This article has been updated to correct the number of Foundation Medicine's biopharmaceutical partnerships and a statement regarding the sensitivity of its liquid biopsy test.
NEW YORK – Natera's recent deal with Foundation Medicine to develop personalized cancer monitoring assays will allow it to piggyback on the Roche subsidiary's dominant market share in tumor genomic profiling to establish its Signatera test for use in advanced cancer patients, while continuing to pursue other opportunities for the test on its own.
Foundation Medicine, on the other hand, is banking on Natera's technology and expertise in circulating tumor DNA analysis to bring monitoring assays to patients more quickly than it could on its own.
Under the agreement, announced on Tuesday, the companies will jointly develop and commercialize blood-based personalized ctDNA monitoring assays, initially for biopharmaceutical customers and later on for clinical applications. The deal follows a $50 million agreement that Natera struck with BGI in March to bring its Signatera ctDNA liquid biopsy test to China.
To design the personalized assays, the partners will use results from Foundation Medicine's FoundationeOne CDx, a targeted sequencing test that looks for alterations in 324 genes and select gene rearrangements in DNA from solid tumors. Natera will then use an algorithm to define a set of patient-specific variants that the monitoring tests will follow in cell-free DNA, using multiplexed PCR and sequencing. Later on, the companies may also start building monitoring tests on results from Foundation Medicine's other two tests, FoundationOne Liquid and FoundationOne Heme.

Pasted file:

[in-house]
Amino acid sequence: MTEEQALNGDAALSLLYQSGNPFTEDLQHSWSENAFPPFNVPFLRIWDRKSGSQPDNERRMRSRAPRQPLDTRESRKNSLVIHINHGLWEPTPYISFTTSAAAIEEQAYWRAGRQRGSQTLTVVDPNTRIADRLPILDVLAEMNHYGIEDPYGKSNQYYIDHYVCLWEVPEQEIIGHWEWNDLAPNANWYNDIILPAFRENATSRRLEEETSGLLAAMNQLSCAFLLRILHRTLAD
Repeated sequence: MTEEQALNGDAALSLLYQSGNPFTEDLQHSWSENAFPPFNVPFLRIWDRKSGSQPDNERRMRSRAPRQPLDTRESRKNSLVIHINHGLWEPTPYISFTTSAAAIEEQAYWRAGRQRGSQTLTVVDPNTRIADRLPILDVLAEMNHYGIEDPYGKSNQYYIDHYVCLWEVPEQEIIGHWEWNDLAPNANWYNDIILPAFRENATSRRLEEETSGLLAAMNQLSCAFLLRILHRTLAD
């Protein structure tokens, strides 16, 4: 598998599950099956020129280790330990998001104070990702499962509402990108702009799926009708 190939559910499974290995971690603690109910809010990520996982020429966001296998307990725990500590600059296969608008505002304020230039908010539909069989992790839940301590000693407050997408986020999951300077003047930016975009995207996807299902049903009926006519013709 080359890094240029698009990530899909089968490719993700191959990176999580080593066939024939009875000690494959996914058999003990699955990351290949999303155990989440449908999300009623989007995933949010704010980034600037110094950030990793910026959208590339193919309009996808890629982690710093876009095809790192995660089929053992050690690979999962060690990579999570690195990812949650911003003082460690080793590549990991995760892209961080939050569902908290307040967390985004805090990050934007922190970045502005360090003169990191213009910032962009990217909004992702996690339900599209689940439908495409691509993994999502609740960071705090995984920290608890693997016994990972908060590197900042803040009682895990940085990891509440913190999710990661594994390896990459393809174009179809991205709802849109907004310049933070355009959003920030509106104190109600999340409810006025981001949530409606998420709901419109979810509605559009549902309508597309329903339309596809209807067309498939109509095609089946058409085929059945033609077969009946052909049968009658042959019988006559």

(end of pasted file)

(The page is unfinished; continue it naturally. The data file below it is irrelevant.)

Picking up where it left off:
Natera launched its Signatera ctDNA monitoring assay two years ago for biopharmaceutical and clinical research. It uses the same approach — monitoring patient-specific mutations in blood via multiplexed PCR and sequencing — but starts with exome sequencing rather than a targeted gene panel like the FoundationOne CDx test to define those mutations.
By partnering with Foundation Medicine, Natera will be able to shorten the design process by relying on already-available results from a tumor profiling assay instead of having to start with exome sequencing.
"The opportunity with Foundation Medicine is really exciting because they already have done the sequencing of the tumor," said Natera CEO Steve Chapman. "We thought Foundation Medicine was an ideal partner because clinically, they have a very strong reputation, they are the market leader, they have a very significant focus on quality. Commercially, they have a dominant position in the United States, where now they're doing more than 100,000 tumor sequences per year," he said, adding that Foundation also has more than 50 active partnerships with biopharmaceutical companies.
He emphasized that the partnership is focused on late-stage metastatic cancer patients, which account for almost all of Foundation Medicine's tumor profiling assays today, and that the goal is to monitor the effectiveness of targeted cancer therapies and immunotherapies in these patients.
As such, the deal will not detract from Natera's own efforts to establish its exome sequencing-based Signatera assay in other areas. "The exome-based Signatera is not part of this collaboration and we think that this is additive, given [Foundation Medicine's] built-in patient population that has already gotten sequenced, and given their marketing channel and their very strong presence with biopharmas," Chapman said.
Natera sees multiple opportunities for Signatera, the largest being in minimal residual disease and early relapse detection in stage II/III colorectal cancer patients, for which it received a draft local coverage decision from Palmetto last month. That indication could result in more than a million tests per year, Chapman said, "which we believe would make this the largest specialty diagnostic test of all time."